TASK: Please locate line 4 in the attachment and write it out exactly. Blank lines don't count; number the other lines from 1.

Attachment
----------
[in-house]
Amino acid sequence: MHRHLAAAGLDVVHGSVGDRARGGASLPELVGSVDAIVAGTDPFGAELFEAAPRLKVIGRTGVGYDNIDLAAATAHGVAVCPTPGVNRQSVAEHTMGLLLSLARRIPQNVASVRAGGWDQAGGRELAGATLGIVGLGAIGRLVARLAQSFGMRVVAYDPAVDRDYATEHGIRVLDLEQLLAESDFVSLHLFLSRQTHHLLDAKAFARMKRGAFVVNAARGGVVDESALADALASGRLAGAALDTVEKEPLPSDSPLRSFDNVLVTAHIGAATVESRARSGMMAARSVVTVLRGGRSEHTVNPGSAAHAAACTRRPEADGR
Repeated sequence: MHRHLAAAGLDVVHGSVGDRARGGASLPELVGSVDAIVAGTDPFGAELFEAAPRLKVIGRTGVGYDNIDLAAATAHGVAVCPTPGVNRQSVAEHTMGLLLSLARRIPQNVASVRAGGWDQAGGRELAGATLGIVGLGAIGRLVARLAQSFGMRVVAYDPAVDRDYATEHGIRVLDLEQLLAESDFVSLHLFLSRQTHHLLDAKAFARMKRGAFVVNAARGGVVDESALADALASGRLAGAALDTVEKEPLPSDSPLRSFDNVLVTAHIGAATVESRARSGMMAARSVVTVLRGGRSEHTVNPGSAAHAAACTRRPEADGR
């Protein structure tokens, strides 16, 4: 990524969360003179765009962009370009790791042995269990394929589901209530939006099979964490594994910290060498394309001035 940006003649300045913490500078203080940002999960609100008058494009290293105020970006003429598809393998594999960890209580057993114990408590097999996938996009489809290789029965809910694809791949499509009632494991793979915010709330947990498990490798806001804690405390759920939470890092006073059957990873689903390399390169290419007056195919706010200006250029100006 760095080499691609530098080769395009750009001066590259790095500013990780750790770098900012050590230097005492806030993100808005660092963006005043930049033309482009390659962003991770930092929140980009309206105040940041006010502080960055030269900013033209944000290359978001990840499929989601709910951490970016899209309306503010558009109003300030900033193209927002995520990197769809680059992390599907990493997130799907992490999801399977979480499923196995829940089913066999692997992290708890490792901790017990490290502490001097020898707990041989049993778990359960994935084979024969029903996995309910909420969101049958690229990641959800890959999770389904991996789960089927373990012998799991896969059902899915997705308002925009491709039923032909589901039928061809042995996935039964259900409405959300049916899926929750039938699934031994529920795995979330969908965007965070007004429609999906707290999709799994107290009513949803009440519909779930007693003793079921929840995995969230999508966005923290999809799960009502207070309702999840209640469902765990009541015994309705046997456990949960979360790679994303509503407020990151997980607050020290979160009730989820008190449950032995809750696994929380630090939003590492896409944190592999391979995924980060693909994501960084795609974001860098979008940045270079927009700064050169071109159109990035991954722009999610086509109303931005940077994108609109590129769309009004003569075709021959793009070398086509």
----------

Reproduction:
């Protein structure tokens, strides 16, 4: 990524969360003179765009962009370009790791042995269990394929589901209530939006099979964490594994910290060498394309001035 940006003649300045913490500078203080940002999960609100008058494009290293105020970006003429598809393998594999960890209580057993114990408590097999996938996009489809290789029965809910694809791949499509009632494991793979915010709330947990498990490798806001804690405390759920939470890092006073059957990873689903390399390169290419007056195919706010200006250029100006 760095080499691609530098080769395009750009001066590259790095500013990780750790770098900012050590230097005492806030993100808005660092963006005043930049033309482009390659962003991770930092929140980009309206105040940041006010502080960055030269900013033209944000290359978001990840499929989601709910951490970016899209309306503010558009109003300030900033193209927002995520990197769809680059992390599907990493997130799907992490999801399977979480499923196995829940089913066999692997992290708890490792901790017990490290502490001097020898707990041989049993778990359960994935084979024969029903996995309910909420969101049958690229990641959800890959999770389904991996789960089927373990012998799991896969059902899915997705308002925009491709039923032909589901039928061809042995996935039964259900409405959300049916899926929750039938699934031994529920795995979330969908965007965070007004429609999906707290999709799994107290009513949803009440519909779930007693003793079921929840995995969230999508966005923290999809799960009502207070309702999840209640469902765990009541015994309705046997456990949960979360790679994303509503407020990151997980607050020290979160009730989820008190449950032995809750696994929380630090939003590492896409944190592999391979995924980060693909994501960084795609974001860098979008940045270079927009700064050169071109159109990035991954722009999610086509109303931005940077994108609109590129769309009004003569075709021959793009070398086509």